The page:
The Law @ Work

No Break for Employers When it Comes to Compensating Employees for Short Breaks

by Marylou V. Fabbo

What would you do if an employee punched out to for a break at 12 p.m. and punched back in at 12:19?  If your answer is pay the employee for the 19 minutes the employee was actually punched out, then you would have done the right thing, and you might have been in the minority doing so.  An employer who charges employees for breaks that are 20 minutes or less is likely violating the Fair Labor Standards Act, according to the court in Perez v. American Future Sys., Inc. d/b/a Progressive Business Solutions (and many other cases that have come before it).

Progressive had what it considered to be a generous break policy for telephone sales personnel.  They were permitted to take breaks whenever they wanted, for any reason, and were relieved of all duty with one caveat:  They were required to log off their computers when doing so, which was the equivalent of punching out.  The Secretary of Labor filed suit behalf of the affected employees claiming that workday breaks of 20 minutes or less are compensable time under the FLSA and that the employees had not been fully compensated as they had been docked for breaks less than 21 minutes.   In response, Progressive argued that since the employees used their breaks for their own purposes rather than for the company’s benefit, the breaks did not increase worker productivity and therefore were not compensable.  The Court was not persuaded by Progressive’s argument.  It acknowledged the Secretary’s point that breaks of 20 minutes or less are of such duration that, by their very nature, they could not be used for “whatever personal task” as Progressive stated they could.  The Court also noted that the FLSA does not require an employer to provide its employees with rest periods or breaks, and if the employer decides to permit short breaks, the time is compensable hours worked.  As an aside, and without prompting by the parties, the Court also declared that the rule did not apply to unauthorized extensions of authorized breaks or breaks for the purpose of expressing breast milk.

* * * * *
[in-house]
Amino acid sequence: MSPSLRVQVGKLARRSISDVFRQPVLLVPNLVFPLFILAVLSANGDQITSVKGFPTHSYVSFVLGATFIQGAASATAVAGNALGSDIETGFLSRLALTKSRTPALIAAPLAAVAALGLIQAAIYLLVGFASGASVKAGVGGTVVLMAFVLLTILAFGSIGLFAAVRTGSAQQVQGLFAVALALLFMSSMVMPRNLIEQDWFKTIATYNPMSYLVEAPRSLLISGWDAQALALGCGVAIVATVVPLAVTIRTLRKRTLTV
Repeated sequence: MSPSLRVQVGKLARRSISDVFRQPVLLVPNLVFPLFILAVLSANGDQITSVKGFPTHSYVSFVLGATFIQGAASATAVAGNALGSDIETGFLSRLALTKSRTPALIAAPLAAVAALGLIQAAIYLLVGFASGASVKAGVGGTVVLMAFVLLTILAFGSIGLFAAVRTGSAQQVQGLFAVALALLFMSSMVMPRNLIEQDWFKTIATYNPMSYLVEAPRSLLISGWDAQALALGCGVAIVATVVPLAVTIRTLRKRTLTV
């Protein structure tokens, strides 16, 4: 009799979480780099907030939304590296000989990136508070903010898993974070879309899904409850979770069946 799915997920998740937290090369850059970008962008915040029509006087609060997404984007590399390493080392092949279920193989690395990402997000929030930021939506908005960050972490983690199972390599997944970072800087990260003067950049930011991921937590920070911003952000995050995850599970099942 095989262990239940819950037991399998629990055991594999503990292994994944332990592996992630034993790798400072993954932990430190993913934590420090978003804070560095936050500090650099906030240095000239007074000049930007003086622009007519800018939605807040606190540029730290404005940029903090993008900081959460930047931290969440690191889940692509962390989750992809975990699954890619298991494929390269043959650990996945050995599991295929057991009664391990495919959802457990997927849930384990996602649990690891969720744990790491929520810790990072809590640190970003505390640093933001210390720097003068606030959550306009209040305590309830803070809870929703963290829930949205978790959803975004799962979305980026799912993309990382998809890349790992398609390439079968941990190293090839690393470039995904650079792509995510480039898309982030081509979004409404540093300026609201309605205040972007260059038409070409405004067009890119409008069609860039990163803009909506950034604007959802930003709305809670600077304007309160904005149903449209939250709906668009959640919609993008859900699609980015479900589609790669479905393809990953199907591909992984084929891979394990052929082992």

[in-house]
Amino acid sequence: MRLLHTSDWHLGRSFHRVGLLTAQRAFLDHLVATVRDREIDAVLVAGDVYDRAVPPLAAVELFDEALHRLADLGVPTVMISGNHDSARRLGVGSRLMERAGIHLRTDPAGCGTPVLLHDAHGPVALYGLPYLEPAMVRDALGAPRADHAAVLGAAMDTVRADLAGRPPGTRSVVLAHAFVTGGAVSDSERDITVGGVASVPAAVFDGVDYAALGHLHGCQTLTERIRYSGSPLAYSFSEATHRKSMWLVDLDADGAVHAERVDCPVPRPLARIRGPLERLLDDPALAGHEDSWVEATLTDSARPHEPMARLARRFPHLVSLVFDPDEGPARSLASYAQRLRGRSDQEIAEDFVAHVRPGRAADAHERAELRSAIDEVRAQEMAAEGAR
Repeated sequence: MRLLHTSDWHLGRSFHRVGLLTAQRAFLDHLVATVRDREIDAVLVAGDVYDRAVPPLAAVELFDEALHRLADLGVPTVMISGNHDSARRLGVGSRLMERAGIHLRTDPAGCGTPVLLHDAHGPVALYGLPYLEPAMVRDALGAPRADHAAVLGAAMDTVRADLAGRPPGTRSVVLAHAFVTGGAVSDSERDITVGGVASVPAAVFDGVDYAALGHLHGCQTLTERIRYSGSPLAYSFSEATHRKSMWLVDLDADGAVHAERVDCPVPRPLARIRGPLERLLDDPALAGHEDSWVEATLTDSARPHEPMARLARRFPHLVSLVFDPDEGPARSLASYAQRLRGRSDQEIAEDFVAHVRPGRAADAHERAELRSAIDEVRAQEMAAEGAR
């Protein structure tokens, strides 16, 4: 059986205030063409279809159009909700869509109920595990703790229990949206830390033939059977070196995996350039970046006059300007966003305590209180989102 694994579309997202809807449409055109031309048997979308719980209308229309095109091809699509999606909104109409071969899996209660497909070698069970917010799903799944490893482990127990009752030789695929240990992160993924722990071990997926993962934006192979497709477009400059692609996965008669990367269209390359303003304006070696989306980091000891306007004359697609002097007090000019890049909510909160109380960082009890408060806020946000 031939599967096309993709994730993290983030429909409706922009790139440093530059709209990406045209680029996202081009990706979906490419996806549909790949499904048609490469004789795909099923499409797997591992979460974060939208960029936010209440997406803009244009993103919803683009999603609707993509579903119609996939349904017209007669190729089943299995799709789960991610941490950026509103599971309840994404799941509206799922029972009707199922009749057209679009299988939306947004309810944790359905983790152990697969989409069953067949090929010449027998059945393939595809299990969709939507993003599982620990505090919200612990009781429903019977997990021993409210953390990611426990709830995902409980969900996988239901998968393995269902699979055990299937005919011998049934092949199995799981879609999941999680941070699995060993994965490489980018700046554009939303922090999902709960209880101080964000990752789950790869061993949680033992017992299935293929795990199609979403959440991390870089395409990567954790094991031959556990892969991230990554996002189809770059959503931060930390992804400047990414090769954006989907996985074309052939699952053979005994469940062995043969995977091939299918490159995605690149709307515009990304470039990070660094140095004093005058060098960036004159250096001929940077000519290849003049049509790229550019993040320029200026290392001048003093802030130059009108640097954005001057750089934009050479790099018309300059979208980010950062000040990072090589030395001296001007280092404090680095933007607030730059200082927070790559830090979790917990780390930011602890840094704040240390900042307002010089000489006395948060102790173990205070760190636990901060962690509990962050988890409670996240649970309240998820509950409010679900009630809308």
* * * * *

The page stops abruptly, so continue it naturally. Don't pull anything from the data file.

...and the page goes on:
While the recent Perez case arises out of Pennsylvania, it is but one in a line of cases years long that have reinforced the 20-minute rule.  In most cases, employees wanting to take a smoke break outside or make a call do not punch out on a time clock.  However, other means of recording time such as logging on and off a computer are becoming more common and may result in an employer simply overlooking time that should be compensated.  Employers are wise to review time records each week rather than to blindly pay wages according to a computerized record of hours worked and to have a written policy in place setting forth specific means by which employees can bring to the employer’s attention errors in their pay.

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